SECTION 407: PRIVATE REAL PROPERTY
Immovable private enemy property may under no circumstance be seized. It may, however, be requisitioned.

SECTION 418: LABOR OF PROTECTED PERSONS

The Occupying Power may not compel protected persons to serve in its armed or auxiliary forces. No pressure or propaganda which aims at securing voluntary enlistment is permitted.

SECTION 425: TAXES
(a) Treaty Provision
If, in the territory occupied, the occupant collects the taxes, dues, and tolls imposes for the benefit of the State, he shall do so, as far as possible, in accordance with the rules of assessment and incidence in force, and shall in consequence be bound to defray the expenses of the administration of the occupied territory to the sameextent as the legitimate Govemment was so bound.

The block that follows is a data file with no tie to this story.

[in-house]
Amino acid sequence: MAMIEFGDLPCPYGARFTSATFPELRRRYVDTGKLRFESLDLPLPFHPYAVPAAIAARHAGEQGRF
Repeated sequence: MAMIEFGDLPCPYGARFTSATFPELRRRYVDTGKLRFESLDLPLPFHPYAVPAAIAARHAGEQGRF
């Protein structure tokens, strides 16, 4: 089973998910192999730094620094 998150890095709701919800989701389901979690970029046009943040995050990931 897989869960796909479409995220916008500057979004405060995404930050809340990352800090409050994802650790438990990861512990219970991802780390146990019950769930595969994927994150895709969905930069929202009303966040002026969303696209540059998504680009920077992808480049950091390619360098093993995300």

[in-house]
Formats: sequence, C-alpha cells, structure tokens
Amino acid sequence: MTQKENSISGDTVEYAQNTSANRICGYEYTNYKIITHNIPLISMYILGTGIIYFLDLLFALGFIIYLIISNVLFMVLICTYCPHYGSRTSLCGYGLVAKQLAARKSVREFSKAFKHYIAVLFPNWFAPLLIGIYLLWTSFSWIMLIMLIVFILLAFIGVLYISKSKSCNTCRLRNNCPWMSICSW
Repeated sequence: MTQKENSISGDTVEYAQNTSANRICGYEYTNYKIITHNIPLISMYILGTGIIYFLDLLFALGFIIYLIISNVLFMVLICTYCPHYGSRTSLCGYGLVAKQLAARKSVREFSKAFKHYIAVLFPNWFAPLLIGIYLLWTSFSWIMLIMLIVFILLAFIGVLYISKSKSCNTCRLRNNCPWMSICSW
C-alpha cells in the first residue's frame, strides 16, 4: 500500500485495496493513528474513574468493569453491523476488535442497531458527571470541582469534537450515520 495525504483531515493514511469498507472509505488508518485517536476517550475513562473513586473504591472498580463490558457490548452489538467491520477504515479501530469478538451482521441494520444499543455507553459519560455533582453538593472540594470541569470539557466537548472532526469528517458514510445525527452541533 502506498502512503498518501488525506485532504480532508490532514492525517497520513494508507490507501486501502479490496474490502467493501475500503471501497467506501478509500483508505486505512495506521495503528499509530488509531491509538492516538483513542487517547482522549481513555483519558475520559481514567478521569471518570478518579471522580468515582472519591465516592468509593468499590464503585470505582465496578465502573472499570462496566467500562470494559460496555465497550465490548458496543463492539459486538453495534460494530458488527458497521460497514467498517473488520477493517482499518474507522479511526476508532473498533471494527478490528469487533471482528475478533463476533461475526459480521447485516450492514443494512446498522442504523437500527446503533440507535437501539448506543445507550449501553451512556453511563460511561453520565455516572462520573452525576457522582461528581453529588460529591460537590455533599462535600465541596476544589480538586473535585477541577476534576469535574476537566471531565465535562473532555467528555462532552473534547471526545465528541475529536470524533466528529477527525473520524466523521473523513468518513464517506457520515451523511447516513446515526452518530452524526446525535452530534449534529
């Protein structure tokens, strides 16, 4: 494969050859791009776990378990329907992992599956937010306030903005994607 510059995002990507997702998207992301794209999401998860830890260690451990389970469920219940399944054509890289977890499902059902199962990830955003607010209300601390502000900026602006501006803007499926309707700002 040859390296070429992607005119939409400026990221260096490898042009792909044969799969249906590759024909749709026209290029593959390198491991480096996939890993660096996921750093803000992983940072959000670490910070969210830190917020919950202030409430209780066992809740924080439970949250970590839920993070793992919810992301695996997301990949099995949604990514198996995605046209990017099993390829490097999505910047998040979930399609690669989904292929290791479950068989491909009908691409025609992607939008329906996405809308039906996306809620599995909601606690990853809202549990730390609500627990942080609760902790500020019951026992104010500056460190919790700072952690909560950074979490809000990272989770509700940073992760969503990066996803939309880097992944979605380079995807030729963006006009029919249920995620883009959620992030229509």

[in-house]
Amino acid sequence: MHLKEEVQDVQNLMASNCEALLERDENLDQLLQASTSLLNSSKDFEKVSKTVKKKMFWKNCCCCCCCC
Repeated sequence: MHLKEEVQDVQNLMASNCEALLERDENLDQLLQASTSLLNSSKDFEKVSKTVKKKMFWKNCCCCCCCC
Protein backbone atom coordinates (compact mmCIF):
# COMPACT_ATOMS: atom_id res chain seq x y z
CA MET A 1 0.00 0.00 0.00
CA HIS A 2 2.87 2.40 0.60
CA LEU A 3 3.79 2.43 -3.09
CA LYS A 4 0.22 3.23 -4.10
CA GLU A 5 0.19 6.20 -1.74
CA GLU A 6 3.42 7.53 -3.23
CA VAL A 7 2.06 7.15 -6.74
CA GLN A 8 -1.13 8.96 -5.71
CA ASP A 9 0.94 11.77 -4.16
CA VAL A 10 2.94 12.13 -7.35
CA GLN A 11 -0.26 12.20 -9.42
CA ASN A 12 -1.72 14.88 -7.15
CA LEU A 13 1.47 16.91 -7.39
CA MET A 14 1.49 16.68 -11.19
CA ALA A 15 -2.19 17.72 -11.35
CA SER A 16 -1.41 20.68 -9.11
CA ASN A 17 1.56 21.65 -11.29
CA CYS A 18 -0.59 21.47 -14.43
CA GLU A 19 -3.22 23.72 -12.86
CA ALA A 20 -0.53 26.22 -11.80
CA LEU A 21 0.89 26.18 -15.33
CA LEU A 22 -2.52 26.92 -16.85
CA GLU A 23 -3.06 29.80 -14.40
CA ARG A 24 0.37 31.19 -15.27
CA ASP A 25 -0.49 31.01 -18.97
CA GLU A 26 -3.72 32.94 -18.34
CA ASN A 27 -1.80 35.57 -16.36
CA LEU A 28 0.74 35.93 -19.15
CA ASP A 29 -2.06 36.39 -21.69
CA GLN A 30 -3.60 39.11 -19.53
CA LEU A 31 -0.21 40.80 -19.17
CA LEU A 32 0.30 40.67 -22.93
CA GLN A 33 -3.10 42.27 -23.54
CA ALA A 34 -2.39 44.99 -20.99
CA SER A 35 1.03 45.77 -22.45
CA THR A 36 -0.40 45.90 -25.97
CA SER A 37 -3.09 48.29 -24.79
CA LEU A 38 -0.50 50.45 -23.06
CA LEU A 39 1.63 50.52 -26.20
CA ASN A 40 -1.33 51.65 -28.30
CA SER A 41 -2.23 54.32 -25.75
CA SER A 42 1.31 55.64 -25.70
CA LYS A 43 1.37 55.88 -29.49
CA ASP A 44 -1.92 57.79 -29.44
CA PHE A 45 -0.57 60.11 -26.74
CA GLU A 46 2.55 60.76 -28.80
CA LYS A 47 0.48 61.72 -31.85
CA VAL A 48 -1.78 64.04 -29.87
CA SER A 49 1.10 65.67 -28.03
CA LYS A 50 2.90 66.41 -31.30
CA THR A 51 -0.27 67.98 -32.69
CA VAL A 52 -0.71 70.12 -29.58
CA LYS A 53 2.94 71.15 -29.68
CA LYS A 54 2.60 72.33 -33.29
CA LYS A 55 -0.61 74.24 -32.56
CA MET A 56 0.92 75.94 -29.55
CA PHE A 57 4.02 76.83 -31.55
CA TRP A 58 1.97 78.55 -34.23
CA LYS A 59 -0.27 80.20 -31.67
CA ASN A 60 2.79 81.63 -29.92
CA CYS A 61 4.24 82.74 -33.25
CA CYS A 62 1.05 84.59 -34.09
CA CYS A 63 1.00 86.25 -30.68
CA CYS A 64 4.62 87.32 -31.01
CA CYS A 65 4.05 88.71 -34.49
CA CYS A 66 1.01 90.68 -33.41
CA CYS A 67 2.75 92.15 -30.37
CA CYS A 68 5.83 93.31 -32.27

SECTION 446: TREATMENT OF DETAINEES

Protected persons accused of offences shall be detained in the occupied country, and if convicted they shall serve their sentences therein. They shall, if possible, be separated from other detainees and shall enjoy conditions of food and hygiene which will be sufficient to keep them in good health, and which will be at least equal to those obtaining in prisons in the occupied country.

They shall receive the medical attention required by their state of health.

They shall also have the right to receive any spiritual assistance which they may also require.

Women shall be confined in separate quarters and shall be under the direct supervision of women.

Proper regard shall be paid to the special interest due to minors.